The 2nd Annual International Horror & Sci-Fi Film Festival

Tempe Centerpoint Theater, Tempe, AZ
October 27th - 29th, 2006

I was glad to be asked back for the 2nd Annual Horror and Sci-Fi Film Festival in October of 2006.  The year before I had done bodypaintings of Lady Death and Purgatori, comic book characters from CHAOS! Comics, as part of a live demonstration and movie special effects seminar.  This year I was invited back to do the seminar again and I came up with a few ideas for bodypainting projects.  The event is held at the Tempe Centerpoint Theaters and my bodypainting had to be done in the public thoroughfare just outside the theater entrance.  Because of this, my projects had to maintain a "PG-13" rating.  Here's what I came up with...


Since it was a film festival, I wanted to incorporate something from the realm of special effects make-up techniques.  I had never really tried to do a bald cap and thought this might be a good opportunity to try it out.  Earlier in the year I had painted a Captain America outfit on a bald male model and found that a shaved head is a high-impact canvas.  This time I didn't need to find a model with a shaved head, just someone willing to have a bald cap glued on for several hours.  Yes, that's my son, Sage, playing the guinea pig for me once again.

For countless bodypainting projects, I have used spirit gum to glue on jewels, feathers, glitter, etc. and it has worked well.  I tried using it on a rubber Halloween mask the year before and it didn't work well at all.  I did some research and found that most pro make-up artists use a product called Pros-aide to glue on prosthetics.  I ordered a small jar of this and laid my hands on some foam latex prosthetics and the weekend before this film festival tested the products on myself and came up with this vampire character (oh, yeah, and I added the colored contacts and fangs for effect).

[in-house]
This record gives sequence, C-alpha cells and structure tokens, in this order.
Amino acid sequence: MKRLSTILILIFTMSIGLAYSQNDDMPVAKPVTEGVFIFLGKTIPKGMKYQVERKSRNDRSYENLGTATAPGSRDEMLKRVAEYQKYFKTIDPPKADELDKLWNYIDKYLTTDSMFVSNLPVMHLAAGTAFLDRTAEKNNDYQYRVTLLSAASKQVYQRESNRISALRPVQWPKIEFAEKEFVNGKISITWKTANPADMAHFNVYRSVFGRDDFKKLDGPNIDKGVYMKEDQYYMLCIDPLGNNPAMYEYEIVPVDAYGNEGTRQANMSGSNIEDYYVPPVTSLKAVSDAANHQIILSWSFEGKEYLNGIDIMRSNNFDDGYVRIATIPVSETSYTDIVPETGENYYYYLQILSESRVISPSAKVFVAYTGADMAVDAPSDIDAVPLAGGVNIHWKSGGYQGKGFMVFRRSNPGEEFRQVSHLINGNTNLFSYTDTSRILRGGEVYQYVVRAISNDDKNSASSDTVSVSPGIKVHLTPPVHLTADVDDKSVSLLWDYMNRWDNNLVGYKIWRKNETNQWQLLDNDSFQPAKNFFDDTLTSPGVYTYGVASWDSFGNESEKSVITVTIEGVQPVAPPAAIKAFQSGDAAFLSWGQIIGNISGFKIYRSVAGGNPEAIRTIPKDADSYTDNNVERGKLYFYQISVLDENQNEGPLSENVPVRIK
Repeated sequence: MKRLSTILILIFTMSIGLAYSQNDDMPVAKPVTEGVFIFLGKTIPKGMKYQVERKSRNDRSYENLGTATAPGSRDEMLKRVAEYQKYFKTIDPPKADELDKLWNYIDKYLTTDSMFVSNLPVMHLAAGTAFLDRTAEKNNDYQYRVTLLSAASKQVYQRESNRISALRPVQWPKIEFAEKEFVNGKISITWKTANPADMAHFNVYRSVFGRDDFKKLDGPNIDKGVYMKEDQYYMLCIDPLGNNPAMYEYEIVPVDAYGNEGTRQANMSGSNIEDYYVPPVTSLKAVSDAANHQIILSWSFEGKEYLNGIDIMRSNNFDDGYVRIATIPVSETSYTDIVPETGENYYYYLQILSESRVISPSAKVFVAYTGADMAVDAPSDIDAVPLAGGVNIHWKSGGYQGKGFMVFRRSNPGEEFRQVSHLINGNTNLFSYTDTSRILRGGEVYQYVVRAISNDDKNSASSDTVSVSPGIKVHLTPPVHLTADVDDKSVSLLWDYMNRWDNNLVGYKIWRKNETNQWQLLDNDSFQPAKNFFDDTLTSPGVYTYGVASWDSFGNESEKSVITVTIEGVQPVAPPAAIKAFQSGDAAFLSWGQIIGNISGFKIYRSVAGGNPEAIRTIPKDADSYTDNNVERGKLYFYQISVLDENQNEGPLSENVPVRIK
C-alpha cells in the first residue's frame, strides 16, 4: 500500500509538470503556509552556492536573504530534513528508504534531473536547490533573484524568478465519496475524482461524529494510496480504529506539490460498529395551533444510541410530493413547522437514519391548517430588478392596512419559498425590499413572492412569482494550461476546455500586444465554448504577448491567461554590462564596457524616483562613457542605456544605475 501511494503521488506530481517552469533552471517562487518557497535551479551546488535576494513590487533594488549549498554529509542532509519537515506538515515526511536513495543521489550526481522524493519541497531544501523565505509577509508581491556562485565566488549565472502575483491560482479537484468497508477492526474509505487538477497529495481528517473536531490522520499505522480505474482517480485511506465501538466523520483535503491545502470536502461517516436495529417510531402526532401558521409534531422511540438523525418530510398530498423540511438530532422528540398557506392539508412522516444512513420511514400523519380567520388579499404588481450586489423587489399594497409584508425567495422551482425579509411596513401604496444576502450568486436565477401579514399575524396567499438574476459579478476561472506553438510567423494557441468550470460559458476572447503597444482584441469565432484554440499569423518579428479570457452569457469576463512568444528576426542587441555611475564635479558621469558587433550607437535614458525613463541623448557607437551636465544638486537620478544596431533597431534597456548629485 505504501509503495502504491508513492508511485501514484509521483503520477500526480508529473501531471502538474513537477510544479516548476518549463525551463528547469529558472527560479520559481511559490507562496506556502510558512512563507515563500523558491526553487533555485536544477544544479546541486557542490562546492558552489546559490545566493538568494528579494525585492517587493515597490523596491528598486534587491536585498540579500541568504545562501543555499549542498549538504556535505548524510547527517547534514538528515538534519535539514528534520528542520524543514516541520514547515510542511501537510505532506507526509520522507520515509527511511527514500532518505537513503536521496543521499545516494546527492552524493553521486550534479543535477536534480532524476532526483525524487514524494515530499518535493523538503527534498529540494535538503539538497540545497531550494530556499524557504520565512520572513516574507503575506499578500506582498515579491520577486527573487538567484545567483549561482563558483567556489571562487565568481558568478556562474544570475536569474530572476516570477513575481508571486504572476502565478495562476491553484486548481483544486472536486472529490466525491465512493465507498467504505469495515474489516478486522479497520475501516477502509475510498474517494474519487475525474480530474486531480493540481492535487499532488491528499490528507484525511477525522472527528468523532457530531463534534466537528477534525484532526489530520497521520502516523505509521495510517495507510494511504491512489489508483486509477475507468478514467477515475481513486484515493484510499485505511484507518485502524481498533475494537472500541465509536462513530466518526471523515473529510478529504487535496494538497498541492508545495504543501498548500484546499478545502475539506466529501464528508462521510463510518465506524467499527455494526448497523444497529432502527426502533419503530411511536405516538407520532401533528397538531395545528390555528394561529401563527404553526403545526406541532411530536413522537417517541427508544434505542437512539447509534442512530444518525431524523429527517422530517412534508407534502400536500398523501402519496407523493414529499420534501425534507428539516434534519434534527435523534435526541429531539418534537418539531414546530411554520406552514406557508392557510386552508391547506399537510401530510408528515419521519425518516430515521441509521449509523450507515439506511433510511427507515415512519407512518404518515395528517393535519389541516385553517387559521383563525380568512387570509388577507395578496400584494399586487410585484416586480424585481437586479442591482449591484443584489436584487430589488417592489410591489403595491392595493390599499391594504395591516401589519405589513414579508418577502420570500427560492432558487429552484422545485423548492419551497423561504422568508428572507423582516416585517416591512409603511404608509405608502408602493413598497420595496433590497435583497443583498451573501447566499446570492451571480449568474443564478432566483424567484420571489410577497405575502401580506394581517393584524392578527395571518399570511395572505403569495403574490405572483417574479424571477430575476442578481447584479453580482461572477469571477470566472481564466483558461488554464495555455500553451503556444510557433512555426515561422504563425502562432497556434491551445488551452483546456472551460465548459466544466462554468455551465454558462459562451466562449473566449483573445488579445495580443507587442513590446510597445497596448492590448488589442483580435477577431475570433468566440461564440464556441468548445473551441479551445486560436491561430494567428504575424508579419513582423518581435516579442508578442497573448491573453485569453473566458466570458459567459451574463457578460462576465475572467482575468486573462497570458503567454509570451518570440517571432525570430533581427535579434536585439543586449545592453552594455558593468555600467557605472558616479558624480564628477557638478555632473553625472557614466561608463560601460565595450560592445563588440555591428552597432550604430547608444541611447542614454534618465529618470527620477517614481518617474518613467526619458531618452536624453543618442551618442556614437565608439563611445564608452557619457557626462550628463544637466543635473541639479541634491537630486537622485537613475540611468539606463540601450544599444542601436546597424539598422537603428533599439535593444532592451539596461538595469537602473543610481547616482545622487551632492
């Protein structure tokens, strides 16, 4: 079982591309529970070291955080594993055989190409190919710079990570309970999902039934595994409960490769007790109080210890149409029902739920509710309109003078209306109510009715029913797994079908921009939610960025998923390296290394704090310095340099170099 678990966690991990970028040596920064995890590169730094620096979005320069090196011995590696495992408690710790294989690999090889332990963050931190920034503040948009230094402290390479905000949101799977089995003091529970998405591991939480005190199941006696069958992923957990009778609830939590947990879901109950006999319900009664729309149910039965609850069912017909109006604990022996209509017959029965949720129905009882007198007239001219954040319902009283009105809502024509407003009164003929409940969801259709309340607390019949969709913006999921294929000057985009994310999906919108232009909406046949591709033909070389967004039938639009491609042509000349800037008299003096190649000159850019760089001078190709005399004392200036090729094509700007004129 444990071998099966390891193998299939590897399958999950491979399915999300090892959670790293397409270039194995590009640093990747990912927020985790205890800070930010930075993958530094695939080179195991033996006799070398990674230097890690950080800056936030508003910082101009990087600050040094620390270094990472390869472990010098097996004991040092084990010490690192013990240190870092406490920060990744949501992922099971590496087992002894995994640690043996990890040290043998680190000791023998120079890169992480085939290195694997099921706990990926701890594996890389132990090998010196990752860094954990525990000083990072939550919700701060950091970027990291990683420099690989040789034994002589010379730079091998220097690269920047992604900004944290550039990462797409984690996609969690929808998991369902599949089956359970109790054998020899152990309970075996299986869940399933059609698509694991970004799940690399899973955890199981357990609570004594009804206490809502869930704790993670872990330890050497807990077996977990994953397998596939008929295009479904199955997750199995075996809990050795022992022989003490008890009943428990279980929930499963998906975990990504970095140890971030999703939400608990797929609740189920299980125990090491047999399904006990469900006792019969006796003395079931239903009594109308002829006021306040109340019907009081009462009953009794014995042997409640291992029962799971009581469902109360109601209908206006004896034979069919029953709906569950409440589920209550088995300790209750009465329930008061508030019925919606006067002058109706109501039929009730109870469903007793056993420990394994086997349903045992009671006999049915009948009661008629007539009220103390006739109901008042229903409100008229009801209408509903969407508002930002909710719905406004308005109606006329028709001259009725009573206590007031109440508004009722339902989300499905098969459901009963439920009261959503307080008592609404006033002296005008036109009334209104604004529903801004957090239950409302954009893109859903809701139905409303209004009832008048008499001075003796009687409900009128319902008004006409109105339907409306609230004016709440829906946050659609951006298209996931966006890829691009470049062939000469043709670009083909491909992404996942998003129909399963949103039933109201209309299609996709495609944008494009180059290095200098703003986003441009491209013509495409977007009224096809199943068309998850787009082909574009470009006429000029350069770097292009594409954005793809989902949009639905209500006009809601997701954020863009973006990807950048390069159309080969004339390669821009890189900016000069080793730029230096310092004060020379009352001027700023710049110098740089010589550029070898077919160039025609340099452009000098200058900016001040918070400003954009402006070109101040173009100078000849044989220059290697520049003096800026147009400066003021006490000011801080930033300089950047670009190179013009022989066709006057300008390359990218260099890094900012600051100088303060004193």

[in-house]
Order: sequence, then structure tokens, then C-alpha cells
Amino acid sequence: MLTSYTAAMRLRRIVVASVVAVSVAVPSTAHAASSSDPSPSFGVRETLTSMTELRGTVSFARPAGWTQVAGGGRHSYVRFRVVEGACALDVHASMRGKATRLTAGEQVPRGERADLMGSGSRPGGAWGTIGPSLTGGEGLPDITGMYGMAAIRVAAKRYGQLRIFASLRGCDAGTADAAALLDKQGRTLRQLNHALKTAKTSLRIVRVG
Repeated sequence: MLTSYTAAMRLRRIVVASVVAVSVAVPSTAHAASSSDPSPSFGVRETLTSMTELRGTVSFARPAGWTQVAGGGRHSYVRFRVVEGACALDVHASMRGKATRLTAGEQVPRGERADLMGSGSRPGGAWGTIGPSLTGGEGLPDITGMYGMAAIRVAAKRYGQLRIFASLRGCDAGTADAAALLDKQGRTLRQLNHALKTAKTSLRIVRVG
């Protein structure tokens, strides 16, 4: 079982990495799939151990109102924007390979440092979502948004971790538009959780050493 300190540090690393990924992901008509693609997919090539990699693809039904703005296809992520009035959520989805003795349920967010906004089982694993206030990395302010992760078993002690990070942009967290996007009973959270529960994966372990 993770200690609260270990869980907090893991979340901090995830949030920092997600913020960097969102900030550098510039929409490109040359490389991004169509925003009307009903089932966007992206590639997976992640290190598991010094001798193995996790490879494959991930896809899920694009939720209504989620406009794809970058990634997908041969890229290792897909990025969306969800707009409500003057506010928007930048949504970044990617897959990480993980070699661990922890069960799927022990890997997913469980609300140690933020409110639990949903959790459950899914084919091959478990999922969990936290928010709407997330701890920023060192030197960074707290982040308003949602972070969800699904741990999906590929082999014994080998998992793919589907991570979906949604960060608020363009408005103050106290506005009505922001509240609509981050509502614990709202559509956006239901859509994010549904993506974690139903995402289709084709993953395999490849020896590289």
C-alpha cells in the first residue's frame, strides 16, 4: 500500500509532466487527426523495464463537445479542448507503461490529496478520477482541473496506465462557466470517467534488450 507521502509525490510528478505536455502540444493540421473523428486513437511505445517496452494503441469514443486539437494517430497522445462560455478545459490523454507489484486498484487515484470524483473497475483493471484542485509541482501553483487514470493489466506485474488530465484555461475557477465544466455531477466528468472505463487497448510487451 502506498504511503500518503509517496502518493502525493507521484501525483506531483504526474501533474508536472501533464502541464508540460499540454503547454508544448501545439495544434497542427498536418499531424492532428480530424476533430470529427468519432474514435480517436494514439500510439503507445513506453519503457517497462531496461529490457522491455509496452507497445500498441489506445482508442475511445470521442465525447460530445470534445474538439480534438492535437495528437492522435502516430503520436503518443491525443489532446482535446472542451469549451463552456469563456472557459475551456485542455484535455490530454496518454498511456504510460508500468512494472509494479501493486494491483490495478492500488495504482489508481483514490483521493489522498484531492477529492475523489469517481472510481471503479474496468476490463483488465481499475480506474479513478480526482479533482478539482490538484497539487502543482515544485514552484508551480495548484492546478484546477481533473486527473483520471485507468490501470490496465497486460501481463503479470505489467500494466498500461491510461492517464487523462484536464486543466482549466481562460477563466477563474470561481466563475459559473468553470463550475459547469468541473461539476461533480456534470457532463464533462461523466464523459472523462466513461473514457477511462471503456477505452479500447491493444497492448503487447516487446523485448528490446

foam latex prosthetics and contact lenses

The Pros-aide held perfectly and now I was willing to use it for the bald cap project (note:  the Pros-Aide was very tedious to remove and required Pros-Aide remover so I don't recommend trying this product without some level of make-up artistry skills).  The ears would typically be cut out of the bald cap, but I had decided to go for an alien-robot look and decided to cap the ears too.  This proved to be a little tricky getting the seams to go away, but in the end it looked okay.  I started gluing from the center of the forehead and then moved outward till I reached the seam at the ear and then did the back of the neck to the ear seam.

Next I painted the face and bald cap with an assortment of airbrush paints from Temptu, Mehron, and Graftobian.  Some of it was freehanded and other portions were done with hand-cut stencils.  I found the outfit at a Savers thrift shop for about 5 bucks and generally kept with it's color scheme.  The hands were also painted to match.  Here are a few progress shots of the process.

Child actor Sage Greenawalt

bald cap special effects make up technique

Airbrushed painting on bald cap and face
Painted foundations

alien bodypainting with bald cap
Alien headshot

It had gotten dark while we were wrapping up the painting process and luckily I had brought along studio lighting to get some good night shots.  The photos with the rock in the background were taken inside of an out-of-commission fountain which proved to have a very alien look in the images.

After the photoshoot, my son and I went off to schmooze with some of the celebrities at the convention.  First up was Heather Langenkamp, the beautiful actress who played Nancy Thompson battling Freddy Kruger in the Nightmare on Elm Street movies.  Next was author Michael A. Stackpole who has penned several Star Wars novels and then Brian Pulido, creator of Lady Death and Purgatori and the co-founder and festival director for the film festival.  Here are a few of our shots.

Heather Langenkamp from Nightmare on Elm Street
Heather Langenkamp
with Mark and Sage

Michael A. Stackpole author of Star Wars novels
Sage with 
Michael A.

Brian Pulido creator of Lady Death and Purgatori